Westmont Magazine Planning a Part-time Retirement
After 41 years of teaching sociology, Mike Leming ’70 retires in December as a professor at St. Olaf College in Minnesota. But he won’t quit working. Each spring he’ll continue directing Spring Semester in Thailand, a program he and wife, Ann Lundquist Leming ’70, started in 2001.
Mike shows no signs of slowing down. He’s teaching a full class schedule his last semester, finishing a book and traveling to recruit students for Thailand. Packing a lot into a short period is standard operating procedure for Mike. By the age of 22, he’d not only graduated from Westmont but earned a master’s degree in sociology from Marquette University and started his teaching career. He completed his doctorate at the University of Utah in three years while teaching half time there for two years and full time for one. He had taught at St. Olaf for a year in 1971 and rejoined the faculty in 1975.
Best known for his expertise in death, dying and bereavement, Mike has written 27 books and many articles on topics such as kinship, religion, death rituals and behavior during bereavement. When he started this work, few people wanted to talk about death. “America used to be a death-denying society, but people have become more open,” he says. “Hospice helped reverse that trend, transforming our view of dying. But few college students have been to a funeral or a cemetery, and it’s important for them to have a meaningful experience with death. I ask students to talk with their parents and grandparents about end-of-life issues. How do they want to be remembered? What kind of memorial service do they want?”
Mike has played a leading role in the national organization Association of Christians Teaching Sociology, advocating the integration of faith and his discipline. The founder and former director of the St. Olaf College Social Research Center, he has served on the boards of the Minnesota Coalition on Terminal Care and the Northfield AIDS Response. He’s volunteered with Hospice, teaching and counseling the grieving. He received a Pew Evangelical Scholars grant to study Thailand’s Karen tribe for a year.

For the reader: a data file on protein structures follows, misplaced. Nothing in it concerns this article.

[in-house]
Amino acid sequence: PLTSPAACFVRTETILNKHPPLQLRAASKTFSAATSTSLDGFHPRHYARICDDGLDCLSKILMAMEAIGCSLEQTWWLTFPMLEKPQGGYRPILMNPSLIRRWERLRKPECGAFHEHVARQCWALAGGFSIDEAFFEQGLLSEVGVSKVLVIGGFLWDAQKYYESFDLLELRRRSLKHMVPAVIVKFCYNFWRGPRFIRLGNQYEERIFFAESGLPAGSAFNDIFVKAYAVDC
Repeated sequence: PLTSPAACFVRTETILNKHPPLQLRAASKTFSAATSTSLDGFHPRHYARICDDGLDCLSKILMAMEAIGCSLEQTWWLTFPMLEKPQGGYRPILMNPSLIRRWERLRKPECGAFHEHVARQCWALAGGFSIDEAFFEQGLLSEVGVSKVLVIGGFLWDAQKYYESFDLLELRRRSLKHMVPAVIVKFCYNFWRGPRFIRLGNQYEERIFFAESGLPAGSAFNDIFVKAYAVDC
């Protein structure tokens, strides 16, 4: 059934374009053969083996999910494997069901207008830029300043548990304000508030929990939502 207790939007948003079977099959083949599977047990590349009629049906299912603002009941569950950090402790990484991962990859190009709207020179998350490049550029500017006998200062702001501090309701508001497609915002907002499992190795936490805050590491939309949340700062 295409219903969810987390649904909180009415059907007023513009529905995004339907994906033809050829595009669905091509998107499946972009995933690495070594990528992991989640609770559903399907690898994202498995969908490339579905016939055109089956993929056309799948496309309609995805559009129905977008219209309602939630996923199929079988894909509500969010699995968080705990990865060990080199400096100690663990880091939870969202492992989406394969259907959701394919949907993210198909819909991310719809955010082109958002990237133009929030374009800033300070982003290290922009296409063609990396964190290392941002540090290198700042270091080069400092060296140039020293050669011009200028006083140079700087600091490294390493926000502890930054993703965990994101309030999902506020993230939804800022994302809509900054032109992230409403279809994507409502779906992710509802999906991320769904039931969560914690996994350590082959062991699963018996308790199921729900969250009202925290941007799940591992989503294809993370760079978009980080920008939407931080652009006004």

Mike is most proud of the cross-cultural, life-changing experience Ann and he provide for students in Thailand. As they live with Thai families and take classes at Chang Mai University, students give back through study-service internships. They’ve built two churches and three schools, completed two water projects, started sustainable agricultural programs and cared for 40 orphans in the past five years.
“Investing in students is the most important thing I’ve done in my life,” Mike says. “Helping them put into practice what they’ve learned transforms their education. I discovered this myself when I volunteered for Hospice and worked with dying people instead of just writing about them. It’s like driving the car instead of the simulator.”
The couple’s most ambitious undertaking is establishing a performing arts center in Thailand for the disabled, which the Thai government has supported with a $6.9 million grant. “The disabled come to life as they perform, and it’s exciting to see,” Mike says. “Last year, we put on three shows and caught the attention of the Thai mental health industry.”
Mike and Ann speak Thai, and they will live part time in their Chang Mai home, visiting the market every day and greeting friends there. “When I retire I’m going to a better place: Thailand,” he says. “I feel at home in that culture. And after that, I’m going to an even better place.”